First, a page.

The little town of Sterling, MA is getting a lot of attention these days. Not only has the Sterling Municipal Light Department (SMLD) won awards for its new solar+storage microgrid, the town is getting visitors from Germany, Japan, Norway and many other countries. The visitors come to see an innocuous-looking metal box at the utility’s electrical substation; the box houses 2 megawatts of lithium-ion batteries, capable of nearly four hours of continuous maximum discharge. The batteries, along with a 3 MW solar array, can be islanded in case of a power outage and will support the town’s police station and emergency dispatch center for at least two weeks – more with solar recharging – meaning Sterling’s first responders will be able to help people in need if a natural disaster knocks out the regional grid. But these resilient power benefits, however important, are not the reason for all the attention.
Sterling is in the spotlight because its municipal utility can use the new battery system to control rising power costs. This benefits the town’s ratepayers, but it also benefits the entire New England region; and it means the $2.7 million battery system will pay itself off in about two years, with grant funding from Massachusetts Department of Energy Resources (DOER) and U.S. Department of Energy Office of Electricity (DOE-OE). But even without the grants, the system would still achieve a payback period of fewer than 7 years… pretty good considering that the batteries come with a 10-year performance warranty and are expected to continue to function significantly longer than that.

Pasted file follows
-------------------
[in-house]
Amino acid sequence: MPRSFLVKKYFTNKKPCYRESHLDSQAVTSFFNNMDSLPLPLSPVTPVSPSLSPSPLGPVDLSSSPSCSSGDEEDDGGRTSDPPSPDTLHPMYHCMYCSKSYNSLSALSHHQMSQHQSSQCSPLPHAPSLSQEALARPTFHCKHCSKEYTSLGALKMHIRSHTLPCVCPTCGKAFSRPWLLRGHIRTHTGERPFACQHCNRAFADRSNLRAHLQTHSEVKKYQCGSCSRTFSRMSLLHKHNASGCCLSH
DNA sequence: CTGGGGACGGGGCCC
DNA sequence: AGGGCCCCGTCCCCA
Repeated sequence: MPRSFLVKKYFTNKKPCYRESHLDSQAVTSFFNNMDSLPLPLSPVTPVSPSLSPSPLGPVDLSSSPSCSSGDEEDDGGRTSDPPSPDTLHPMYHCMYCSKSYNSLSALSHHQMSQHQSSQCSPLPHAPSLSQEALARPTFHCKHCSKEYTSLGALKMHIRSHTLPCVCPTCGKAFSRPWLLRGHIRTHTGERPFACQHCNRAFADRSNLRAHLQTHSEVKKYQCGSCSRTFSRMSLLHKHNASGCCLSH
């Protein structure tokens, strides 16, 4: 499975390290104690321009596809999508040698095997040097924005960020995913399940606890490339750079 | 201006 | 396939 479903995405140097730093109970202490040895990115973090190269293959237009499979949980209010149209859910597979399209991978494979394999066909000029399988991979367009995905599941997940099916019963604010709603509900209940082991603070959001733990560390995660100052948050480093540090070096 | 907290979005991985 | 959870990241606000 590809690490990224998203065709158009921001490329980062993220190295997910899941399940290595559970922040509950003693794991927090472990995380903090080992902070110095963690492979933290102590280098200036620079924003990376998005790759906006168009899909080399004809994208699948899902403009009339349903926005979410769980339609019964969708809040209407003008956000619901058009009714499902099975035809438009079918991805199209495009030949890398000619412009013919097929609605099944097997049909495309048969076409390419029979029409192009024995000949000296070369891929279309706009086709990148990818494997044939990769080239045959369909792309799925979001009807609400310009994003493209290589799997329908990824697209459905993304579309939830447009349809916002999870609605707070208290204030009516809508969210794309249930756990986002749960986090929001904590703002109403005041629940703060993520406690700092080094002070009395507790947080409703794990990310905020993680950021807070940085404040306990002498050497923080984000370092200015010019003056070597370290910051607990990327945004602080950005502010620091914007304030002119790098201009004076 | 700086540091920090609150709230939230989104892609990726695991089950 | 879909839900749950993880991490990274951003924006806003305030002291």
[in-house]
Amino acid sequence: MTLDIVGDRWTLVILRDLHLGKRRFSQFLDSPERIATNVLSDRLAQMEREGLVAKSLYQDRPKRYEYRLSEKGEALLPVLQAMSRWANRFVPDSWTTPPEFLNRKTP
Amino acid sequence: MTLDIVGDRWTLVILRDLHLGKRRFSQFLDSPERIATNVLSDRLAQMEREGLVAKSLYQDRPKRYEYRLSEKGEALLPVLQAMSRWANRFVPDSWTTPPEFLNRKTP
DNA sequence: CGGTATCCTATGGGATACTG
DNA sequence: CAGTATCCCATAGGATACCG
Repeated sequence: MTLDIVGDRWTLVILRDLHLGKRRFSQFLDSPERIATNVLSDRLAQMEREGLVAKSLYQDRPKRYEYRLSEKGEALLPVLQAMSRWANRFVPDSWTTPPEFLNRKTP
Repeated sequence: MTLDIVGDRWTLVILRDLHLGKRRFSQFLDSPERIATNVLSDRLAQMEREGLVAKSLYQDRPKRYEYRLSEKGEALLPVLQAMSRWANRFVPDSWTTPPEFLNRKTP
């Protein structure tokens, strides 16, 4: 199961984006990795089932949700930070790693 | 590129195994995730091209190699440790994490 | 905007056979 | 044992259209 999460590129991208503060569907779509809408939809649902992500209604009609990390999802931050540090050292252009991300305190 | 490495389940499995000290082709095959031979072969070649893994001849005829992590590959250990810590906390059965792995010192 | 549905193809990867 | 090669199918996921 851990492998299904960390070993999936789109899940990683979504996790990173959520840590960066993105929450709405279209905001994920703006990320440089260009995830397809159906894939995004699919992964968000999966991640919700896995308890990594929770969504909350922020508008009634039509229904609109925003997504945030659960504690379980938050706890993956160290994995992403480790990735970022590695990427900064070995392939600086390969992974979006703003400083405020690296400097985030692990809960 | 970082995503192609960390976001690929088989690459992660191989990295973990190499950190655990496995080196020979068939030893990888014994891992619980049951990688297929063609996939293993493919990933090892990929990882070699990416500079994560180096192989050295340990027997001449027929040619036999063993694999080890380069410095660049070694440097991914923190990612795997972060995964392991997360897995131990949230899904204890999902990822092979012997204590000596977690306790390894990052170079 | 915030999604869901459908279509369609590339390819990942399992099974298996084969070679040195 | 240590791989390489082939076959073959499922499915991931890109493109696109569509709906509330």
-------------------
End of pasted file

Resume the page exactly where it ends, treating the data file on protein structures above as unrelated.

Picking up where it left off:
According to an upcoming paper by Sandia National Laboratory, which provided technical assistance to the Sterling energy storage project, the biggest energy cost savings potential from the batteries comes from reducing Sterling’s electricity demand during a single annual peak demand hour for the New England region. This regional peak demand hour generally occurs in July or August, and each utility in New England is assessed an annual fee for capacity services based on its individual demand during that one hour. Green Mountain Power (GMP), using a similar battery and solar microgrid in Rutland, Vermont, demonstrated the value of capacity charge savings during the 2016 regional peak, on August 12. In one hour that day, GMP saved $200,000 by discharging its batteries to offset electricity purchases from the New England grid operator. Sterling Municipal Light Department will attempt to do the same in 2017 and each year thereafter.
A second source of significant cost savings for SMLD can be achieved by using the batteries to reduce utility transmission charges. These charges are assessed based on a single peak demand hour each month. As with the annual peak, if a utility reduces its demand during the monthly regional peak, it reduces its share of transmission costs for that month. In December 2016, SMLD successfully discharged its batteries during the monthly peak, saving its ratepayers $17,000 for one hour. That’s a significant savings for a town with a budget of just over $2.5 million. SMLD repeated this performance in March and, with the batteries now fully operational, SMLD hopes to continue to hit monthly peaks on a regular basis.